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A Maine activist who accused an orphanage founder in Haiti of being a serial pedophile asked the state supreme court on Tuesday to dismiss a defamation lawsuit that was moved from federal court.

An attorney for Paul Kendrick told justices that the assertions were protected by a Maine law that protects people from meritless suits aimed at chilling First Amendment rights.

The argument that invoked Maine's Anti-SLAPP statute was met with skepticism from justices who questioned whether the law was intended to apply to harassment and cyberbullying.

But Supreme Court Chief Justice Leigh Saufley suggested there's a balancing act when between free speech and defamation.

"Are we not sliding into an areas where we have to be very careful not to chill the voices of people who say we must speak up in support of children who have been abused?" she asked an attorney at one point. "We know that if people are afraid to speak up that abuse can go on for decades."




A man accused of killing 22-year-old British tourist Grace Millane made his first appearance in a New Zealand court Monday.

The 26-year-old man stared at the ground while a judge addressed him during the brief appearance at the Auckland District Court. The man has not yet entered a plea on murder charges and the court has temporarily blocked his name from being published.

Millane's father, David Millane, traveled to New Zealand last week after his daughter vanished, and Judge Evangelos Thomas addressed him and other family members.

"I don't know what to say to you at this time, but your grief must be desperate," he said, according to television station Three. "We all hope justice will be fair and swift and ultimately bring you some peace."

The case has riveted people both in Britain and New Zealand.

Described by her father as fun-loving and family-oriented, Millane had been traveling in New Zealand as part of a planned yearlong trip abroad that began in Peru. She went missing Dec. 1 and failed to get in touch with her family on her birthday the next day, or on the days that followed, which alarmed them.

Before she vanished, Millane had been staying at a backpacker hostel in Auckland and left some of her belongings there. Detective Inspector Scott Beard said she met a man for a couple of hours in the evening before surveillance cameras showed them entering the CityLife hotel at about 9:40 p.m.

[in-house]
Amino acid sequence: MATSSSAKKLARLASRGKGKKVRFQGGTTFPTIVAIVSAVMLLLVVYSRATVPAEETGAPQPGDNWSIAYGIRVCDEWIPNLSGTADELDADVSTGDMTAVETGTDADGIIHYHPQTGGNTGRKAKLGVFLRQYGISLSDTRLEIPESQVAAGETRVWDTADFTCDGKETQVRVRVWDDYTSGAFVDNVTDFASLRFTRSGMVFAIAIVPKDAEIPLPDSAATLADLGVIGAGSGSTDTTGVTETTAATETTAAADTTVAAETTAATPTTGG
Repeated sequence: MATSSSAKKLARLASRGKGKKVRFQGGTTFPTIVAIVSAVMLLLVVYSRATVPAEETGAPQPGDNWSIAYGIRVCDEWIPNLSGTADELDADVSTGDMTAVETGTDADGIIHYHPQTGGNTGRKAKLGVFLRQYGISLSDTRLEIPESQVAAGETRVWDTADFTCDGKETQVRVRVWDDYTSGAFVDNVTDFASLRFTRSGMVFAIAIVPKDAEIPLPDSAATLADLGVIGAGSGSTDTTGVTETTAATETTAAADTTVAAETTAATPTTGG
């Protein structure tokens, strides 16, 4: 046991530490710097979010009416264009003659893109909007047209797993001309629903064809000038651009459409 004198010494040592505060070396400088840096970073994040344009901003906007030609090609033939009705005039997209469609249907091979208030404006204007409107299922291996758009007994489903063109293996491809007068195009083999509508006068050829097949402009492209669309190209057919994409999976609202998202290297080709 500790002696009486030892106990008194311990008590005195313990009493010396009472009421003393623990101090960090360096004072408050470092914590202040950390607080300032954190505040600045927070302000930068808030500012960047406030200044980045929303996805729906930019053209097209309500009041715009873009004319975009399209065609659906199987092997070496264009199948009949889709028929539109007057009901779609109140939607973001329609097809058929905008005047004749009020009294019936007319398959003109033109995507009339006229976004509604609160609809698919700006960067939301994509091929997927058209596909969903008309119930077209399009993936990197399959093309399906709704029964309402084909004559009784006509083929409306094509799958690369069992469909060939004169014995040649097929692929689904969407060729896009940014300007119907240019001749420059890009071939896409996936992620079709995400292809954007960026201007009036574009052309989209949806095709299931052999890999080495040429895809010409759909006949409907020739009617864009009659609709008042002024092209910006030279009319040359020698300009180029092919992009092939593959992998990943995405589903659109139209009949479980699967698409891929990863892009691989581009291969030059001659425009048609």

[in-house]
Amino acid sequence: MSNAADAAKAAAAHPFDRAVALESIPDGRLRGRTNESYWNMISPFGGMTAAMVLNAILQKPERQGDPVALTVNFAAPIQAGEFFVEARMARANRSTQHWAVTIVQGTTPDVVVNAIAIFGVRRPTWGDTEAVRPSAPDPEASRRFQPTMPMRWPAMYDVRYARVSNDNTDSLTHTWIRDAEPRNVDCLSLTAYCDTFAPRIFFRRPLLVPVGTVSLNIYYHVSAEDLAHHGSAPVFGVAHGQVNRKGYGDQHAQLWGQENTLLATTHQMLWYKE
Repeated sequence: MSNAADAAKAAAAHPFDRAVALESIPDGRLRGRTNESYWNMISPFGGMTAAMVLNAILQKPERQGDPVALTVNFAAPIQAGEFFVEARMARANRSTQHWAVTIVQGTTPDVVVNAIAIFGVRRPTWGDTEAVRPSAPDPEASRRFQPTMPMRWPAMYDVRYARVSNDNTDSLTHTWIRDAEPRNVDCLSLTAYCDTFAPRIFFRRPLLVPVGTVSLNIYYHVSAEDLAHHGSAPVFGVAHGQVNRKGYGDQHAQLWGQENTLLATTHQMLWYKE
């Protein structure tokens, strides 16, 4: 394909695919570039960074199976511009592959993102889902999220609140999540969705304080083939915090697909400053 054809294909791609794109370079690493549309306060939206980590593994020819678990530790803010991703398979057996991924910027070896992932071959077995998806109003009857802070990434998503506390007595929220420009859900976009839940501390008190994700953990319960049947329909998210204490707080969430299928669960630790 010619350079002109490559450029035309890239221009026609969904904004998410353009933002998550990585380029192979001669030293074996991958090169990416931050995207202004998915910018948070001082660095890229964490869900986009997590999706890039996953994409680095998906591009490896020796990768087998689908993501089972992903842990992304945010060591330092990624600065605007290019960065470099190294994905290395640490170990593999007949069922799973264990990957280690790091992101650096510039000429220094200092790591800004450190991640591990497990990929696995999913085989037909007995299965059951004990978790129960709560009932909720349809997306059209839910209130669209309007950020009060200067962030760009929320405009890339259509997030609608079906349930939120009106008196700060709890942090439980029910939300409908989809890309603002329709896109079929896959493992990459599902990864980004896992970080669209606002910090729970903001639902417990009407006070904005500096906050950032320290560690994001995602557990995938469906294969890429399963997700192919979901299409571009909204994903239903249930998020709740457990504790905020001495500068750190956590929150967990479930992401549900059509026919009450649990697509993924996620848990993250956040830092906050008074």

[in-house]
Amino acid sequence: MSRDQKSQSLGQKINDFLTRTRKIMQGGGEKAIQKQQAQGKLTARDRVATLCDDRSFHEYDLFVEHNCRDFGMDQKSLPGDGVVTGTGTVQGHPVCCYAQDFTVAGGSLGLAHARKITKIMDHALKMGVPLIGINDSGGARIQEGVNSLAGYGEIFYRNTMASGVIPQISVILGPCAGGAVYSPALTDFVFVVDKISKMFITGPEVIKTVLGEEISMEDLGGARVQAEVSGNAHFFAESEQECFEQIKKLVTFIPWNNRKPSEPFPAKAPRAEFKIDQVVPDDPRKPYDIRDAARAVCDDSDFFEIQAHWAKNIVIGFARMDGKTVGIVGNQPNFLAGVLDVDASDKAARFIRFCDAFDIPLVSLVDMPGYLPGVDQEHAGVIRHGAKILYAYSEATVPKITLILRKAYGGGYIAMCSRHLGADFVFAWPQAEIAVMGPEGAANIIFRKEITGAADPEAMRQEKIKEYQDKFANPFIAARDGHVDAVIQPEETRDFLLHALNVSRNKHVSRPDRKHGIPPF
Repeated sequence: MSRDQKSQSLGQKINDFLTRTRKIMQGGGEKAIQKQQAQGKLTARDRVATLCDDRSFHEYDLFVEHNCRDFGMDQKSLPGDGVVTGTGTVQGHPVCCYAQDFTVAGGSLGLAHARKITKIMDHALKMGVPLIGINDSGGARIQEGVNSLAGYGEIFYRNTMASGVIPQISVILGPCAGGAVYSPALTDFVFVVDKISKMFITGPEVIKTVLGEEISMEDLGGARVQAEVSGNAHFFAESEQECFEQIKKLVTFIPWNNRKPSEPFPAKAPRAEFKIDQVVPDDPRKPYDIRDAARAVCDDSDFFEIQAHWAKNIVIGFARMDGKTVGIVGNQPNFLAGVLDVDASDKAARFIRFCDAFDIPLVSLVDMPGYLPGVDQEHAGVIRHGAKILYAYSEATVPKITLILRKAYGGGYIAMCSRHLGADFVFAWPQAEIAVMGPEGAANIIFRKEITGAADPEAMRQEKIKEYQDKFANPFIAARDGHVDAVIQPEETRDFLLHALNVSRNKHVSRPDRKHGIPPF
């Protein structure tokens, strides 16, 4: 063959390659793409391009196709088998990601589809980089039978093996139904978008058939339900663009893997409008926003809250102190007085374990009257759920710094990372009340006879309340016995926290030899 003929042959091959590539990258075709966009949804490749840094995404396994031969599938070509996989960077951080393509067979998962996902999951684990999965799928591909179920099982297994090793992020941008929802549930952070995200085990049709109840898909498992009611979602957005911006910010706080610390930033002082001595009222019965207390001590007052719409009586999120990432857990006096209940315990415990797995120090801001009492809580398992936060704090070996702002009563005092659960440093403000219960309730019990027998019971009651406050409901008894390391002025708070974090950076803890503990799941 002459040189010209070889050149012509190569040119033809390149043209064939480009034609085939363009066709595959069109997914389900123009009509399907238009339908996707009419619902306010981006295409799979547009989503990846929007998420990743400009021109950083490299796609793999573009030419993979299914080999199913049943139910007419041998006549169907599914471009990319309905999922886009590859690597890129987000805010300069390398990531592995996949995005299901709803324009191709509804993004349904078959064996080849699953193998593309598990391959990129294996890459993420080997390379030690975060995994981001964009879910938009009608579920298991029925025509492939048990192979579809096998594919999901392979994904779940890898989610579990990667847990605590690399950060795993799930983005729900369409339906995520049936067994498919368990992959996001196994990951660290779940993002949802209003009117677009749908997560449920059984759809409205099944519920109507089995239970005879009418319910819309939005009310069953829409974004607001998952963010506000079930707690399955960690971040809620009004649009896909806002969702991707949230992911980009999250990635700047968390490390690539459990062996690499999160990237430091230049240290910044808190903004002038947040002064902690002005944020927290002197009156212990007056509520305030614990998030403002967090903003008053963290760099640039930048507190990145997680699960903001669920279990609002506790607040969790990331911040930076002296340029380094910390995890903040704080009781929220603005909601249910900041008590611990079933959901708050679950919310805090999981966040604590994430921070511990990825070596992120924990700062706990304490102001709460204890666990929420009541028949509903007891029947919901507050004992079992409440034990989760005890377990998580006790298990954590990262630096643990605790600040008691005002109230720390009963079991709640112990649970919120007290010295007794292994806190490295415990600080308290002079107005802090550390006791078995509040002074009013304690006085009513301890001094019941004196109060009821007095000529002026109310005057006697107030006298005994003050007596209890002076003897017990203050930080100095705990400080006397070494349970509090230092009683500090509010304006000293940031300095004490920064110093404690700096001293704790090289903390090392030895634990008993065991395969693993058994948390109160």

A week after Millane disappeared, police detained a man for questioning and later charged him with murder.



A Canadian prosecutor urged a Vancouver court to deny bail to a Chinese executive at the heart of a case that is shaking up U.S.-China relations and worrying global financial markets.

Meng Wanzhou, the chief financial officer of telecommunications giant Huawei and daughter of its founder, was detained at the request of the U.S. during a layover at the Vancouver airport last Saturday — the same day that Presidents Donald Trump and Xi Jinping of China agreed over dinner to a 90-day ceasefire in a trade dispute that threatens to disrupt global commerce.

The U.S. alleges that Huawei used a Hong Kong shell company to sell equipment in Iran in violation of U.S. sanctions. It also says that Meng and Huawei misled American banks about its business dealings in Iran.

The surprise arrest, already denounced by Beijing, raises doubts about whether the trade truce will hold and whether the world’s two biggest economies can resolve the complicated issues that divide them.

“I think it will have a distinctively negative effect on the U.S.-China talks,” said Philip Levy, senior fellow at the Chicago Council on Global Affairs and an economic adviser in President George W. Bush’s White House. “There’s the humiliating way this happened right before the dinner, with Xi unaware. Very hard to save face on this one. And we may see (Chinese retaliation), which will embitter relations.”